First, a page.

Using Partially Compatible Fujifilm Film Simulation Recipes on Newer Cameras

Boat on Lake Hamilton – Hot Springs, AR – Fujifilm X-E4 – “Kodak Vision3 250D

I get asked somewhat frequently, “Can I use X-Trans III recipes on my X-Trans IV camera?” I’ve published almost 250 Film Simulation Recipes on this website, and there are at least a few recipes that are compatible with whatever Fujifilm X camera you own. Sometimes, though, someone wants to use a recipe on a camera that it wasn’t intended for. Can that work? What modifications does it need? I hope to answer those questions in this article.

If you have the Fuji X Weekly App on your phone and are an app Patron, you have the ability to filter the recipes by camera model or sensor generation. If you Filter by Camera, and that camera is the Fujifilm X100V (for example), there are currently 74 Film Simulation Recipes that will appear. These are recipes that are 100% fully compatible with the X100V. If you were to Filter by Sensor, and choose X-Trans IV, there are currently 170 recipes that will appear. Why the discrepancy? Some of these recipes aren’t compatible with the X100V because it requires an option only found on the newest cameras (such as the Eterna Bleach Bypass film simulation), but most of them are nearly compatible with the X100V—only some small tweaks are needed for it to work.

What kind of small tweaks? To use X-Trans III recipes on a Fujifilm X-T3 or X-T30, simply set Color Chrome Effect to Off and you are good to go (feel free to try it Weak or even Strong if you’d like). To use an X-Trans III recipe (or a recipe intended for the X-T3 & X-T30) on an X-Pro3, X100V, X-T4, X-S10, X-E4, or X-T30 II, you’ll have to decide on Grain size (either Small or Large). For the picture at the top of this article, I chose Small for the Grain size, and the picture below I chose Large. It’s a decision that you’ll have to make for yourself—whatever you think is most appropriate for your pictures. Set Color Chrome Effect (unless it’s an X-T3 & X-T30 recipe that calls for it) and Color Chrome FX Blue to Off; however, don’t be afraid to try Weak or Strong because you might like the results. Set Clarity to 0 (or try +2 or -2 if you want). For X-T3 & X-T30 black-and-white recipes with toning, you’ll have to figure out what the equivalent tone is, because it works a little different on the newer cameras. With all of that, now the recipe will work on your newer camera. Suddenly the options for the X100V have more than doubled!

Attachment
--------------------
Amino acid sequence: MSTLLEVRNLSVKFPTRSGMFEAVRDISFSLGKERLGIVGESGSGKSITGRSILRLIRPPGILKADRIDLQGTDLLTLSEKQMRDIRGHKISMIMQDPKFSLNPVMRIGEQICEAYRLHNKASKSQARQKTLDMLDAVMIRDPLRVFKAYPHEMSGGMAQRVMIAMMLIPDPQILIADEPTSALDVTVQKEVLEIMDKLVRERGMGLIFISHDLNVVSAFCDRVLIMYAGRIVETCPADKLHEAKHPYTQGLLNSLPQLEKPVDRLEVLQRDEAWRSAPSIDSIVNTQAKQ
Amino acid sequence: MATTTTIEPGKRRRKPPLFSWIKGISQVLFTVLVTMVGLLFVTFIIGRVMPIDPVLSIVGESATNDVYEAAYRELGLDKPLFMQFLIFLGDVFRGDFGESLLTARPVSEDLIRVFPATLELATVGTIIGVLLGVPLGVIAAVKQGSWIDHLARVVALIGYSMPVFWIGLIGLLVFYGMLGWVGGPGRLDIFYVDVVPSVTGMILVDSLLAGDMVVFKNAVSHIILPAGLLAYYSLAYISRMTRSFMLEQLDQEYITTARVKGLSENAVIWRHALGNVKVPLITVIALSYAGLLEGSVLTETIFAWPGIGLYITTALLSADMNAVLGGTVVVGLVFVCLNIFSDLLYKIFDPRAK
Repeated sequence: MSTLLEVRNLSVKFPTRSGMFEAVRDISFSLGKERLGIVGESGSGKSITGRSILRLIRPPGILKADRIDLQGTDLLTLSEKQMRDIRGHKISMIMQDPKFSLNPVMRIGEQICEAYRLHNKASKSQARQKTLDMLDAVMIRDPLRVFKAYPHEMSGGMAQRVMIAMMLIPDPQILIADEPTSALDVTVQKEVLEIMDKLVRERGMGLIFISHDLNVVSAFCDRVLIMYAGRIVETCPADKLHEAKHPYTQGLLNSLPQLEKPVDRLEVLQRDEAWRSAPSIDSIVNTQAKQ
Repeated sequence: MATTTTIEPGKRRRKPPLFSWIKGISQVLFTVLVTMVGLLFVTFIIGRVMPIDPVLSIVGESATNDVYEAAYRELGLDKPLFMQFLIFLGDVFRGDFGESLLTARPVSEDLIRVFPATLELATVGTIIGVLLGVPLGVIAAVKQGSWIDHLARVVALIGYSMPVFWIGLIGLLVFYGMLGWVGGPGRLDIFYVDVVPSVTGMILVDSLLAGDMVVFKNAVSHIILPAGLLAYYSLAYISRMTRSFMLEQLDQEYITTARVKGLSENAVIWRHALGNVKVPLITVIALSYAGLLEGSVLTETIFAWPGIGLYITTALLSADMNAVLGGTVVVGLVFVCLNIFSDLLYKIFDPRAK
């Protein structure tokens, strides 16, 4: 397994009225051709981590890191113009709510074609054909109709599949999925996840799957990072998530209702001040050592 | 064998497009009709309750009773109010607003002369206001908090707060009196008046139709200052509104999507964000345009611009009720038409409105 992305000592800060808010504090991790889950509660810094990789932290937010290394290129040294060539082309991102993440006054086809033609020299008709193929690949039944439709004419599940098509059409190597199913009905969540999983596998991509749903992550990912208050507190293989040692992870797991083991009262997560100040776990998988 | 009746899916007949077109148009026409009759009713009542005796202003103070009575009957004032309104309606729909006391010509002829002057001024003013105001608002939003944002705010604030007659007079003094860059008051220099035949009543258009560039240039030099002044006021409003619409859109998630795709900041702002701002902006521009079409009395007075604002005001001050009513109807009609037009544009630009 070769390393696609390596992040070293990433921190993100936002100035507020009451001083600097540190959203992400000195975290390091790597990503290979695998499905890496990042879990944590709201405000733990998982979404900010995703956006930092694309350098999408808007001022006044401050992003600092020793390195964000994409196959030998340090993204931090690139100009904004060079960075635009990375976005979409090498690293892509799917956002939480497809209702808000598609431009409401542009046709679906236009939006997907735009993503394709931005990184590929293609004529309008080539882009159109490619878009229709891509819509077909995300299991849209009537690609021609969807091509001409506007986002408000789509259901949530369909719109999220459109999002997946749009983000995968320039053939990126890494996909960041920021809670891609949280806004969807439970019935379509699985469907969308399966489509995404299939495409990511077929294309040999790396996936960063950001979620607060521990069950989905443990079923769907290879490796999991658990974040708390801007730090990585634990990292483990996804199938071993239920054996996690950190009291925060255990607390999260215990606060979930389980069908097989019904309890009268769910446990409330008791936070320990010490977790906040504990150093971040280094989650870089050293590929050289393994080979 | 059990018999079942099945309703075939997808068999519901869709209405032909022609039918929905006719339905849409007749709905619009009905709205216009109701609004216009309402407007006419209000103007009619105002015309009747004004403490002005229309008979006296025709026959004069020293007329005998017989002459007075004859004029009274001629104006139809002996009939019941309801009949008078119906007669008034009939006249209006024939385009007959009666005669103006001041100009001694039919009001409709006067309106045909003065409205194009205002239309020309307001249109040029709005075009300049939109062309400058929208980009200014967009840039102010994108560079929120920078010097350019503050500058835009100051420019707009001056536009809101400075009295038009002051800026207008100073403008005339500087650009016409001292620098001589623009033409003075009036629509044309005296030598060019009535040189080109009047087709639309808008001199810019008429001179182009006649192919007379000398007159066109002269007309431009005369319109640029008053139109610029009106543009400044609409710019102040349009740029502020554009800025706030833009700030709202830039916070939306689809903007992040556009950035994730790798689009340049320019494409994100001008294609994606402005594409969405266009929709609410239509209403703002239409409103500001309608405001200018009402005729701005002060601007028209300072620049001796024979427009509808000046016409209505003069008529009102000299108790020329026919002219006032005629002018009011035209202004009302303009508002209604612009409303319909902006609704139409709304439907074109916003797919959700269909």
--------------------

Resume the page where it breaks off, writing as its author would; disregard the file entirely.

Table Rock Waterfall – Ridgedale, MO – Fujifilm X-E4 – “Fujicolor Superia 800

What about other sensor generations? Will X-Trans I recipes work on X-Trans II? Will X-Trans II recipes work on X-Trans III? What about Bayer recipes?

Technically there is some cross-compatibility; however, the results will be different. That’s not necessarily “bad” because you might like the results. For example, I really love using the Bayer Classic Chrome recipe on my X-T1, an X-Trans II camera. The recipe wasn’t intended for that camera, but it works really well on it. If you have an X-Trans II camera, try X-Trans I and Bayer recipes and see what happens—just know that it will render the pictures differently on your camera, which you might really like or really not like (but you won’t know until you try!). For those with Bayer cameras, try X-Trans I and X-Trans II recipes. There are a few X-Trans II and Bayer recipes that those with X-Trans I cameras can try if they’d like—just look to see if your camera has the required film simulation.

For those with X-Trans III cameras, the cross-compatibility is a little less. You can try X-Trans I, II & Bayer recipes, but it will definitely render differently. You’ll have to decide on Grain (Weak, Strong, or Off). You might find something that you really like, so don’t be afraid to see what happens. For “older” GFX, try X-Trans III and X-T3 & X-T30 recipes. For “newer” GFX, try the X-Trans IV recipes intended for the newer cameras. Also, try GFX recipes on X-Trans IV cameras.

No matter your Fujifilm X camera, there are some Film Simulation Recipes that are 100% fully compatible; however, there are a lot more that are “mostly” compatible. You might have to make some modifications, or just know that the results won’t be exactly as they’re intended—what’s most important it whether or not it works for you. My advice is to give it a try, because you might find something that you really love.

Using Partially Compatible Fujifilm Film Simulation Recipes on Newer Cameras